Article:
A team at Coventry University in the UK have developed a novel active safety concept that could offer a breakthrough in preventing road accidents and saving lives on wet roads. The device is primarily designed to prevent accidents caused by aquaplaning, but could also save lives by drastically reducing braking distances in the wet.
Such work could be interesting for companies working with tire sensors that can detect the onset of aquaplaning, in regard to how the information would inform the activation of the device.
Development of the device
Aquaplaning occurs when a layer of surface water builds up between the tire and the road surface leading to a complete loss of grip. Aquaplaning is extremely dangerous and can occur at a speed of 50mph (80km/h) with as little as 2-3mm of standing water.
To address the problem, a new concept referred to as the Run Dry Tyre System (RDTS) was developed by Prof. Mike Blundell and patented by Coventry University.
The main operating principal of the RDTS invention is that by firing a jet of compressed gas close to the front of the wheel and the road surface, it removes surface water in front of a vehicle tire to ensure that the tire rolls into a dry patch of road surface.
The prototype (Figure 1) was fitted to a Coventry University research vehicle and tested at Horiba MIRA on the aquaplaning and wet road surface test facilities.
The initial prototype was built using a small canister of compressed CO₂ gas that can be bought ‘off the shelf’, and used a manual switch to activate a solenoid in order to release the compressed gas from the canister. For this first development of the system, the RDTS device was fitted to the front wheels only, and a cannister was selected that would provide one second of continuous blast for the compressed CO₂ gas.
How the tire sensors detect the conditions that trigger firing of the system, and the design of the mechanism that deploys the system from a stored to an active position, could be developed in collaboration with an industrial partner.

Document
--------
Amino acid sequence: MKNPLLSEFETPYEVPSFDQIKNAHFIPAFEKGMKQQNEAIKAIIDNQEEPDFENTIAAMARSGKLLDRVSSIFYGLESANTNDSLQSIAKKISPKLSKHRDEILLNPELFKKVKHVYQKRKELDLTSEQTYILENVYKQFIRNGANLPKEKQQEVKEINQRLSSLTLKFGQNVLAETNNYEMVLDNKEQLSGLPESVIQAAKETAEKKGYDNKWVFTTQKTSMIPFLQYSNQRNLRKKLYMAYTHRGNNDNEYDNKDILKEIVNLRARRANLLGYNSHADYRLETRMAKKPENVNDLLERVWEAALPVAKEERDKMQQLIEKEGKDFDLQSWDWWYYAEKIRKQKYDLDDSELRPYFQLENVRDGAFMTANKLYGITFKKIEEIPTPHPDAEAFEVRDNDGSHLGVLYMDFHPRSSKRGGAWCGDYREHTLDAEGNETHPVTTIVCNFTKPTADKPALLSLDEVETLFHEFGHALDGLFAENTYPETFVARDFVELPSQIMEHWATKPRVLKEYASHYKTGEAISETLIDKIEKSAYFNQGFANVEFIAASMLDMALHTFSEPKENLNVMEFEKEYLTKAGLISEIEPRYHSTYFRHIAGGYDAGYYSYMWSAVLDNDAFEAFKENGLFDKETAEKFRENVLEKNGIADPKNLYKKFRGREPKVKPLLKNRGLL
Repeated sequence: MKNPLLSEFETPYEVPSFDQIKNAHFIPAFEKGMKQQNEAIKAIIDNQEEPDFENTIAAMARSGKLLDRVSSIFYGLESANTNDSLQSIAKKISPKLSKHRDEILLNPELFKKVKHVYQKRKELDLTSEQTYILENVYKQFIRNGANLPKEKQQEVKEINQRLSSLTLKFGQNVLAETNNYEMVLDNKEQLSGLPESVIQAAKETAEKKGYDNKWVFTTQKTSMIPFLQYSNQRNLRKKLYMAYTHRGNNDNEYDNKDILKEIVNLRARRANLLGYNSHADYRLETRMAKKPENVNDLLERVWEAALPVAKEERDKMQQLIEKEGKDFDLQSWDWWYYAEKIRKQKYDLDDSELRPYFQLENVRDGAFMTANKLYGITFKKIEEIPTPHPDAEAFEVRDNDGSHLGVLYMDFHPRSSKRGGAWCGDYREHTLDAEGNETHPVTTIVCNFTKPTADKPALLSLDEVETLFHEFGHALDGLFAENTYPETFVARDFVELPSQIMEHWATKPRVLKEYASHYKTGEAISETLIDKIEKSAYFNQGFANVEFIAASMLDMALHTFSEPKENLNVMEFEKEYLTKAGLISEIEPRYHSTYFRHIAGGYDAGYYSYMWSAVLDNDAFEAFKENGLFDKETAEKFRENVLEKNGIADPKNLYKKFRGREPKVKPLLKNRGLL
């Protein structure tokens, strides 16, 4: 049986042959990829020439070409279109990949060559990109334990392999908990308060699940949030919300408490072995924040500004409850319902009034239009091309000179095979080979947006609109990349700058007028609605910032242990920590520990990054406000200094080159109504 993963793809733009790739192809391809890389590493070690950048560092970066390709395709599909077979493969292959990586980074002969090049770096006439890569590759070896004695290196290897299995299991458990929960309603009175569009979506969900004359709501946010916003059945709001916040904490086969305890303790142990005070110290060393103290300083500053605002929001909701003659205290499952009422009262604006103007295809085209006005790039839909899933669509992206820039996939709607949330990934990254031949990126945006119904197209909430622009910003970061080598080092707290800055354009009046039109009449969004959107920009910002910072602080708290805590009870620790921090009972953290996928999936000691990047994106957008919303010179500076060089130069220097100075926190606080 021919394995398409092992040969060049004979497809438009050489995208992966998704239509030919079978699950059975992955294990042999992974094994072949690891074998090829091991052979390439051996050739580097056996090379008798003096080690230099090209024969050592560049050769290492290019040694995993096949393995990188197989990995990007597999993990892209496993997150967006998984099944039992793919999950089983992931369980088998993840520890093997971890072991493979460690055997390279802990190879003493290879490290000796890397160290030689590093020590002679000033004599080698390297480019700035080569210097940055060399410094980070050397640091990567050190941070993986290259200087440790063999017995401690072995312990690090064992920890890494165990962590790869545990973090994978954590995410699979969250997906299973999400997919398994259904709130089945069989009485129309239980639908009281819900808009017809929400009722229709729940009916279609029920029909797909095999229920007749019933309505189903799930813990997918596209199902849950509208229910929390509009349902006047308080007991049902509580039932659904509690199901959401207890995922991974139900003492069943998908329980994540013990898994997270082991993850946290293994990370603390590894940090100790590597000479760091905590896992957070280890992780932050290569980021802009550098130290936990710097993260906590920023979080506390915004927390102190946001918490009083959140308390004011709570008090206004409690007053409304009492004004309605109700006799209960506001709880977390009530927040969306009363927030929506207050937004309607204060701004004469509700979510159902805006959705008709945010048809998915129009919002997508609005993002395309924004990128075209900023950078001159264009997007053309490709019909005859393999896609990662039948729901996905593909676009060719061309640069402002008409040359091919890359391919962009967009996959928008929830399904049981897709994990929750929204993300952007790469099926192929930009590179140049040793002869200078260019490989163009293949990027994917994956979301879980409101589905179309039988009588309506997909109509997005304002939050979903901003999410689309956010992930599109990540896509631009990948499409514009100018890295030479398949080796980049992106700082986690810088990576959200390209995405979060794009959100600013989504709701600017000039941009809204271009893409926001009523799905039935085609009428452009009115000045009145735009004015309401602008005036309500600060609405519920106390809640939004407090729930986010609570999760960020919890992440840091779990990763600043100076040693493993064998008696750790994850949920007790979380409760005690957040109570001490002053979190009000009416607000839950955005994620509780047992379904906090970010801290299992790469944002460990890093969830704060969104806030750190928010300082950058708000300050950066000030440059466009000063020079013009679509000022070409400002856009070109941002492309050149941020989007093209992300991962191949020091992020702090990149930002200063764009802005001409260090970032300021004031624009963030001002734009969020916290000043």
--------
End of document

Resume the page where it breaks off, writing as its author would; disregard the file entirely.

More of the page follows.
Testing the system
Before visiting the proving ground, initial tests were carried out with the vehicle being driven through an area of standing surface water at 30mph (48km/h). In Figure 2, the dark V shape in front of the tire is the dry patch of surface road that was successfully created in front of the moving tire.
The Horiba MIRA test surfaces provided a perfect environment to test the effectiveness of the system under controlled conditions. The main surface used was a bespoke aquaplaning track, which is 66m-long and enables the depth of water to be varied. For these tests, the depth of water was kept close to 5mm (0.2in). Other surfaces such as the wet asphalt and basalt test lanes were used to investigate improvements in braking distance.
These specialized test surfaces can recreate the low friction conditions that drivers might encounter in the real world. The friction coefficient for the wet basalt is 0.30, which is very close to icy or wet snow conditions. For the wet asphalt surface, the friction coefficient is 0.75 and for the wet concrete surface the friction coefficient is 0.40. If aquaplaning occurs on the aquaplaning test track, then the friction coefficient is effectively zero.
For all of the tests, measurements were first taken without using the system, and then the tests were repeated when firing the RDTS. This allowed a direct comparison to establish any improvements achieved when the RDTS was used. The system was tested at various speeds from 30mph (48km/h) to 70mph (112km/h).
For the braking tests, some significant improvements were achieved. In some cases the reduction in measured braking distance was very clear, particularly on the wet basalt, where a 22% reduction in braking distance was obtained at 50mph (80km/h). Peak deceleration was also recorded, and for this output the best result obtained was again at 50mph on the aquaplaning track. In this test the peak decleration was increased from 0.37g to 0.59g, an almost 60% improvement in performance. During testing, the vehicle occupants could also physically feel the inertial effects of the increased braking deceleration when the RDTS was fired.
The overall ambition is to develop a proof-of-concept that can produce almost dry road conditions when the system is fired in wet conditions, while adhering to the design principles that the system should be modular, lightweight, inexpensive and easy to package.
The university invites any interested automotive OEMs or Tier 1s to collaborate in the development of what they hope will be the introduction of a disruptive technology. Companies developing tire sensors that can detect the onset of aquaplaning could be interested in how the information would inform the activation of the RDTS.